We were first to get to one of the check-points and enter the route to Telekom Loop. After the Marshall stamped our booklet, she told us “Don’t forget your friend.” She was referring to a brown dog that looked like he was waiting for us. The dog started following us to the trail. At first we were afraid that he might scare the birds away but he was so gentle that we even gave our birding guide dog a name: Malik.

Team WBCP member Suga with the birding guide dog, Malik. Selfie by Maria Suga Dioko.

We didn’t want Malik to flush out birds so we just kept him near us and he walked with us very calmly. We already had more or less 20 species by then but new bird spotting was becoming more difficult. After walking a few kilometers, we passed by a vacant resort. It was closed, with no other racers around, so we decided to have a little rest outside.

Even before we were able to sit, some Sibias and Laughingthrushes landed. We took out our binoculars and found that there were a lot of birds on that spot. We spotted a Red-Throated Barbet and Black-Browed Barbet among other species. Moments later, a yellow and green bird appeared with a long blue tail— finally, the Long-Tailed Broadbill!


A Mugimaki Flycatcher and a pair of Black-throated Sunbirds also showed, and our lifers quickly piled up. We stayed there for just about an hour but we were hearing other birders getting excited on the main road. Maybe they saw the broadbill too! We quickly continued the hike so we could be back to the town center before dark.

Along the way, we chanced upon an abandoned shed. There were things flying in and out of the shed. At first, I thought they were bats. Upon closer inspection, the shed housed dozens of swiftlet nests. I haven’t seen a swiftlet up close before because they seem to never perch.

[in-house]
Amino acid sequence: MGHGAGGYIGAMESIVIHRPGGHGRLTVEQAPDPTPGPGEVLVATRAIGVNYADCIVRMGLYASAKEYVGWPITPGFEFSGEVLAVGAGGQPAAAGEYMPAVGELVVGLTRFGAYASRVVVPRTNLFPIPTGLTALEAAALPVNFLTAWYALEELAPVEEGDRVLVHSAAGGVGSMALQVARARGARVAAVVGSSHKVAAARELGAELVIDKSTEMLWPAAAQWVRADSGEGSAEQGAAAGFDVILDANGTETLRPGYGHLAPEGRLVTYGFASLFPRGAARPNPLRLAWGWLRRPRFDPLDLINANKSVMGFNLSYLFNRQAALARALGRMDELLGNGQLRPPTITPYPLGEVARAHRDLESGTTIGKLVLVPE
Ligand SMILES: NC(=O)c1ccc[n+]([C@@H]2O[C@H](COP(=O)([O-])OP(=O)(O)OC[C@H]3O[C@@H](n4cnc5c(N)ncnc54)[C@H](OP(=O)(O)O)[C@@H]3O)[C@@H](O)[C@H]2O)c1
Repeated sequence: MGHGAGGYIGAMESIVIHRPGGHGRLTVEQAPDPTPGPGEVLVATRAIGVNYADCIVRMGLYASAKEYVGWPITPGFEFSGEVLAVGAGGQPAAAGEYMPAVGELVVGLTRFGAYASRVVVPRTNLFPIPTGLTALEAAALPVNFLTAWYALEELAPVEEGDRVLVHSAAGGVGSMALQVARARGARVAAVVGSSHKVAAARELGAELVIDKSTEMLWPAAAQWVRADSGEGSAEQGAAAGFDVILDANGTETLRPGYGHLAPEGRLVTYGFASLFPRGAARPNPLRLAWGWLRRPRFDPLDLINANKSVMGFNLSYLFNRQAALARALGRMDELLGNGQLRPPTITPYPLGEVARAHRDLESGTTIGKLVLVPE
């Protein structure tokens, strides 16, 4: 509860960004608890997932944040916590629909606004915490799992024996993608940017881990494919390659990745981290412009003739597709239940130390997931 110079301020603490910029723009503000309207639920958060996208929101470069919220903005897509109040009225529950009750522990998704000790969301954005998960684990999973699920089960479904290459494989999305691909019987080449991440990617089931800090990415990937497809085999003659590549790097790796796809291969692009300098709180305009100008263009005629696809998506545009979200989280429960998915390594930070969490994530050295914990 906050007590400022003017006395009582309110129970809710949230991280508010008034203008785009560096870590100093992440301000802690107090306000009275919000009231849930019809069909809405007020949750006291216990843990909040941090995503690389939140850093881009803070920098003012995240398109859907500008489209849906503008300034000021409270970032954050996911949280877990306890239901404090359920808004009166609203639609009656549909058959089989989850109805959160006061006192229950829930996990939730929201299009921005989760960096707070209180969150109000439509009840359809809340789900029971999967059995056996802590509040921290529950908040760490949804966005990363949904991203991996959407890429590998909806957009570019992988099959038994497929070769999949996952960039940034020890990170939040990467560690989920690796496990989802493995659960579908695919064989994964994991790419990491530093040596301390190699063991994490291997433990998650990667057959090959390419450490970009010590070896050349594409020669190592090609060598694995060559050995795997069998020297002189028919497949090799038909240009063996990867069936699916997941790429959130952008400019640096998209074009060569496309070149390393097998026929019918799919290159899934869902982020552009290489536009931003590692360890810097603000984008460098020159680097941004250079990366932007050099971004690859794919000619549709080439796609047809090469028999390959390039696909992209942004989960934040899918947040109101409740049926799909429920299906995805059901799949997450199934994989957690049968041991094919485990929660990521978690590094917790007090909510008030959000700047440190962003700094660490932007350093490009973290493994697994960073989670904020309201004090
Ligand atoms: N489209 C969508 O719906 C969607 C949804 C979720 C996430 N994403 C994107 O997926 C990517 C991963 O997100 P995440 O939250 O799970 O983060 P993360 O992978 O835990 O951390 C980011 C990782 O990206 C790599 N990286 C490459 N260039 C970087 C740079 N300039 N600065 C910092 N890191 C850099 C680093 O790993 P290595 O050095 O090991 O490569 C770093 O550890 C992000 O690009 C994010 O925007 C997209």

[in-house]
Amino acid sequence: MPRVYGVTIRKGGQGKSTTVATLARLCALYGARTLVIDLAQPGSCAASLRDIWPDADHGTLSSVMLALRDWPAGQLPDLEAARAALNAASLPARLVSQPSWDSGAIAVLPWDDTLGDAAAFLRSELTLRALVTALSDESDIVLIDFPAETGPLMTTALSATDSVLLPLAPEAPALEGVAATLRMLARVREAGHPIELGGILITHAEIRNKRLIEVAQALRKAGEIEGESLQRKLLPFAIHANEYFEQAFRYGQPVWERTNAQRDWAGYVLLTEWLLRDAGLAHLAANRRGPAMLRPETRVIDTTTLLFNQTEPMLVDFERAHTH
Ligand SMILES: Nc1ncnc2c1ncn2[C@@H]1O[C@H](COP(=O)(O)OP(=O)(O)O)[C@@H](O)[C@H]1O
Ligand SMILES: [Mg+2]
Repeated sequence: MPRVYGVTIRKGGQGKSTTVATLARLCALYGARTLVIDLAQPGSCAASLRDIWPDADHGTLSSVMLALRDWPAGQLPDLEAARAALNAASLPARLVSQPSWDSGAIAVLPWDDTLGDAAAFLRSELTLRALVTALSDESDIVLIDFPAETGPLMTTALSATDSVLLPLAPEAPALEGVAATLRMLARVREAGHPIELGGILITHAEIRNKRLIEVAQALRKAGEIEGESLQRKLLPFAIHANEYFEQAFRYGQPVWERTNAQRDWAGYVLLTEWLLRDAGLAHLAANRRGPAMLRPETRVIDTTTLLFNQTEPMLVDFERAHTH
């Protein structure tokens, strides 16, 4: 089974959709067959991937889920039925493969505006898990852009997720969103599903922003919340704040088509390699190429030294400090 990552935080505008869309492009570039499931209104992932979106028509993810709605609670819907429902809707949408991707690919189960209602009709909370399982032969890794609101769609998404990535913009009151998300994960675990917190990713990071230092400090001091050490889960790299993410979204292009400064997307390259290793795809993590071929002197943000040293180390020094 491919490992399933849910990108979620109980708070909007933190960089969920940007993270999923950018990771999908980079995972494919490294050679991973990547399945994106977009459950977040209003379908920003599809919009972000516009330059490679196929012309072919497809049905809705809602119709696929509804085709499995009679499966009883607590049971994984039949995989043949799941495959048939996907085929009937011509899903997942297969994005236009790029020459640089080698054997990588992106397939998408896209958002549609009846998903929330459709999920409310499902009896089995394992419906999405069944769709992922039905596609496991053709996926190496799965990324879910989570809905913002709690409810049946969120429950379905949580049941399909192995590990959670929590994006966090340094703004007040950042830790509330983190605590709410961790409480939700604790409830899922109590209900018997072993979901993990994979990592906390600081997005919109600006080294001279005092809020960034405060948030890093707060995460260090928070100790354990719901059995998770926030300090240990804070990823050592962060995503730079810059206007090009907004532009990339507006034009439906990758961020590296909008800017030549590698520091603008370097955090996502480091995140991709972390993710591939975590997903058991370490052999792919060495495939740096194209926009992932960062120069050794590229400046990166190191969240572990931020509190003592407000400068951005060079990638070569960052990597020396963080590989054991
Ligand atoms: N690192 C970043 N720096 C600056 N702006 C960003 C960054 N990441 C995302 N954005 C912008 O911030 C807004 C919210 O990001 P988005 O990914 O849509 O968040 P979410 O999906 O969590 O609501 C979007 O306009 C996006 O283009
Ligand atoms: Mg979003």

We finished the loop before sunset and at the end of Telekom Loop, we spotted two Red-headed Trogons, Ruth’s target lifers in Fraser’s Hill. We also saw a Black-and-Crimson Oriole on the way back. We had a total of 31 species on day 1 of the race.

We got back to town center and ate our dinners so we could prepare for the presentation night, where all international teams took turns in discussing various topics. For WBCP, Team captain Ruth presented the Philippine Asian Bird Festival that will be held in May in Tacurong City.

Team WBCP Captain Ruth Francisco presenting the 12th Philippine Bird Festival to the international delegates. Photo by Redi Mendoza.

The next day, hours before sunrise, we were already hiking. Ruth suggested that we should go to the lowest point of the trail. That meant the Old Gap Road which is near the Pahang-Selangor border. That way, our chances of seeing different species was better.

During the morning hike, we encountered a Greater Raquet-tailed Drongo, then a Bronzed Drongo, then a Lesser Raquet-Tailed Drongo, all feasting on some insects around the area. It was a drongo-spree! Swifts and swiftlets started hovering the sky, too. We continued our descent from Fraser Hill and spotted some Sultan Tits, Ochraceous Bulbul, Black-Crested Bulbul, Hill Blue Flycatcher, and a Malaysian Blue Flycatcher. On the fifth kilometer mark, we decided to come back to the city center to make sure that we could submit our booklet on time and prevent any penalties.

On our way up, we saw more species including the Bar-winged Flycatcher-shrike and Black-winged Flycatcher-shrike.

At the town center, we were able to add some more species in our list including the Yellow-vented Bulbul and Brown Shrike. We submitted our booklet with a few minutes to spare, and there we concluded the race at 61.

Everyone was excited for the results as the arbiters reviewed the lists of the teams. While waiting, I was reading a blog entry saying that teams have a fighting chance of winning the Fraser’s Hill Bird Race if they get to 60. I was hoping for a podium finish since we got 61.

But all the teams upped their game and all the podium finishers were above the 70 mark. In the end, we placed 7th. We were the first one to be awarded and each one of us got a goody bag with the best Malaysian products. The race may have ended with its ranking, but nobody’s really at the losing end with more than 50 birds added on his life list and a new birder friend, like Malik.